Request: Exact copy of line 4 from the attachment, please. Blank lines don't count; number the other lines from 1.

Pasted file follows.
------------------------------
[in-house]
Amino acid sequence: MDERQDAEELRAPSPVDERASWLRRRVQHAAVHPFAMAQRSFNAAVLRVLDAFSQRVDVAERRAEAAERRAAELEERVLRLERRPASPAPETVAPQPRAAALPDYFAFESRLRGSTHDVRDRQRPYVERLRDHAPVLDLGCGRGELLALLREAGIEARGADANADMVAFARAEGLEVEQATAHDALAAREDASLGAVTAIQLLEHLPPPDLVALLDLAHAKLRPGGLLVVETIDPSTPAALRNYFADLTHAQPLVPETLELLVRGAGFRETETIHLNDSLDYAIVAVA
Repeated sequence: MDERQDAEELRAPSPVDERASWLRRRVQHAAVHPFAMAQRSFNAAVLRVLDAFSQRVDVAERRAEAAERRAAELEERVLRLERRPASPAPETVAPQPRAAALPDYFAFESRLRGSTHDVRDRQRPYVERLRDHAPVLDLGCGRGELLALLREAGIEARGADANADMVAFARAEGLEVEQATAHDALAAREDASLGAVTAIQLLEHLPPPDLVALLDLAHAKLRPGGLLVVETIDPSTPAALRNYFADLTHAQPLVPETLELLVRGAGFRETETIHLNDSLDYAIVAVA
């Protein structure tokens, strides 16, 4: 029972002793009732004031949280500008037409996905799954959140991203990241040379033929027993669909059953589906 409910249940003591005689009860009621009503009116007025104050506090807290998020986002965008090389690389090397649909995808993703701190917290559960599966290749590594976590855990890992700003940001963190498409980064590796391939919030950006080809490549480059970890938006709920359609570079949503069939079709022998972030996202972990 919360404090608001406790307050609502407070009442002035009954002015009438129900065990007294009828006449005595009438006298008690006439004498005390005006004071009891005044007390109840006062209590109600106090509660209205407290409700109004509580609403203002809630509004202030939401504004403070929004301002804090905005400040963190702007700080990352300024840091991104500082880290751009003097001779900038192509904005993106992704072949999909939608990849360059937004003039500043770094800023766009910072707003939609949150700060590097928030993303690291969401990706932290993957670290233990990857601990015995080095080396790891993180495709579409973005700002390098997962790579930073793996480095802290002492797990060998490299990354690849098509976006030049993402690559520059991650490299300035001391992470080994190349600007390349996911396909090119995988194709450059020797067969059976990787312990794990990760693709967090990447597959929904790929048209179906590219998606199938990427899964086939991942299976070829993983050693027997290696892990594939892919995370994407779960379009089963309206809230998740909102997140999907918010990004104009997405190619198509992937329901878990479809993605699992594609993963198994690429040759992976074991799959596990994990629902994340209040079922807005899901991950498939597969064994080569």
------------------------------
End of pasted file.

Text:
């Protein structure tokens, strides 16, 4: 029972002793009732004031949280500008037409996905799954959140991203990241040379033929027993669909059953589906 409910249940003591005689009860009621009503009116007025104050506090807290998020986002965008090389690389090397649909995808993703701190917290559960599966290749590594976590855990890992700003940001963190498409980064590796391939919030950006080809490549480059970890938006709920359609570079949503069939079709022998972030996202972990 919360404090608001406790307050609502407070009442002035009954002015009438129900065990007294009828006449005595009438006298008690006439004498005390005006004071009891005044007390109840006062209590109600106090509660209205407290409700109004509580609403203002809630509004202030939401504004403070929004301002804090905005400040963190702007700080990352300024840091991104500082880290751009003097001779900038192509904005993106992704072949999909939608990849360059937004003039500043770094800023766009910072707003939609949150700060590097928030993303690291969401990706932290993957670290233990990857601990015995080095080396790891993180495709579409973005700002390098997962790579930073793996480095802290002492797990060998490299990354690849098509976006030049993402690559520059991650490299300035001391992470080994190349600007390349996911396909090119995988194709450059020797067969059976990787312990794990990760693709967090990447597959929904790929048209179906590219998606199938990427899964086939991942299976070829993983050693027997290696892990594939892919995370994407779960379009089963309206809230998740909102997140999907918010990004104009997405190619198509992937329901878990479809993605699992594609993963198994690429040759992976074991799959596990994990629902994340209040079922807005899901991950498939597969064994080569």